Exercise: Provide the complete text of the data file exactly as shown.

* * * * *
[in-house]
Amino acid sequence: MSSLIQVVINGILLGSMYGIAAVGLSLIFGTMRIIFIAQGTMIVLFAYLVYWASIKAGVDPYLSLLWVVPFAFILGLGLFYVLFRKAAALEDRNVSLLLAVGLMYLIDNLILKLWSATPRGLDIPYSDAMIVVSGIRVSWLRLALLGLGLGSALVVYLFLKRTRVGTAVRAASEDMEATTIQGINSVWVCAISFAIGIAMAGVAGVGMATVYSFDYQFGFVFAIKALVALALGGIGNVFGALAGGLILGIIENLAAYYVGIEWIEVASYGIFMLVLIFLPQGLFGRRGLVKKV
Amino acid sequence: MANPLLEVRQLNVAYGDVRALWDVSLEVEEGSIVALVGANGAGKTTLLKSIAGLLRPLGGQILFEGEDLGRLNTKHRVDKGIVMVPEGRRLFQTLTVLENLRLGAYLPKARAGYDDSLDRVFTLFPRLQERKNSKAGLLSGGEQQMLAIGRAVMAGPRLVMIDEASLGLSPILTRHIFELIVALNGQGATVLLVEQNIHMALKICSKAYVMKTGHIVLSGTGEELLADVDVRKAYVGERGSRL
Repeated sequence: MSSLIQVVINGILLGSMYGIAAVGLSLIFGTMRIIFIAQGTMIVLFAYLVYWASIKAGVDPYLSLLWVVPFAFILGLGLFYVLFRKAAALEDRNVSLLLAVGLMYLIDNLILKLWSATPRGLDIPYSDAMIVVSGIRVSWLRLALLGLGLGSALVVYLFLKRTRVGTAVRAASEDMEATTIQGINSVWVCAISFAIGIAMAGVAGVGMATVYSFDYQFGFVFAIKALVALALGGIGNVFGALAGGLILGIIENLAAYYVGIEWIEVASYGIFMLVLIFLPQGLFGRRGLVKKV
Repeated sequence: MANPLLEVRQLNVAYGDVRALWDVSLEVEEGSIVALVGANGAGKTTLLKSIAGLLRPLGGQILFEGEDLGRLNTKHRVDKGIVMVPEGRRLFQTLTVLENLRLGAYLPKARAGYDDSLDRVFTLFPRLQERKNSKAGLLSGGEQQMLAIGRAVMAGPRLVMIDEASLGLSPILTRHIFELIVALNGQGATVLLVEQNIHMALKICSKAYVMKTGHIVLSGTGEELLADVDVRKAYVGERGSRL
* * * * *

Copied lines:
[in-house]
Amino acid sequence: MSSLIQVVINGILLGSMYGIAAVGLSLIFGTMRIIFIAQGTMIVLFAYLVYWASIKAGVDPYLSLLWVVPFAFILGLGLFYVLFRKAAALEDRNVSLLLAVGLMYLIDNLILKLWSATPRGLDIPYSDAMIVVSGIRVSWLRLALLGLGLGSALVVYLFLKRTRVGTAVRAASEDMEATTIQGINSVWVCAISFAIGIAMAGVAGVGMATVYSFDYQFGFVFAIKALVALALGGIGNVFGALAGGLILGIIENLAAYYVGIEWIEVASYGIFMLVLIFLPQGLFGRRGLVKKV
Amino acid sequence: MANPLLEVRQLNVAYGDVRALWDVSLEVEEGSIVALVGANGAGKTTLLKSIAGLLRPLGGQILFEGEDLGRLNTKHRVDKGIVMVPEGRRLFQTLTVLENLRLGAYLPKARAGYDDSLDRVFTLFPRLQERKNSKAGLLSGGEQQMLAIGRAVMAGPRLVMIDEASLGLSPILTRHIFELIVALNGQGATVLLVEQNIHMALKICSKAYVMKTGHIVLSGTGEELLADVDVRKAYVGERGSRL
Repeated sequence: MSSLIQVVINGILLGSMYGIAAVGLSLIFGTMRIIFIAQGTMIVLFAYLVYWASIKAGVDPYLSLLWVVPFAFILGLGLFYVLFRKAAALEDRNVSLLLAVGLMYLIDNLILKLWSATPRGLDIPYSDAMIVVSGIRVSWLRLALLGLGLGSALVVYLFLKRTRVGTAVRAASEDMEATTIQGINSVWVCAISFAIGIAMAGVAGVGMATVYSFDYQFGFVFAIKALVALALGGIGNVFGALAGGLILGIIENLAAYYVGIEWIEVASYGIFMLVLIFLPQGLFGRRGLVKKV
Repeated sequence: MANPLLEVRQLNVAYGDVRALWDVSLEVEEGSIVALVGANGAGKTTLLKSIAGLLRPLGGQILFEGEDLGRLNTKHRVDKGIVMVPEGRRLFQTLTVLENLRLGAYLPKARAGYDDSLDRVFTLFPRLQERKNSKAGLLSGGEQQMLAIGRAVMAGPRLVMIDEASLGLSPILTRHIFELIVALNGQGATVLLVEQNIHMALKICSKAYVMKTGHIVLSGTGEELLADVDVRKAYVGERGSRL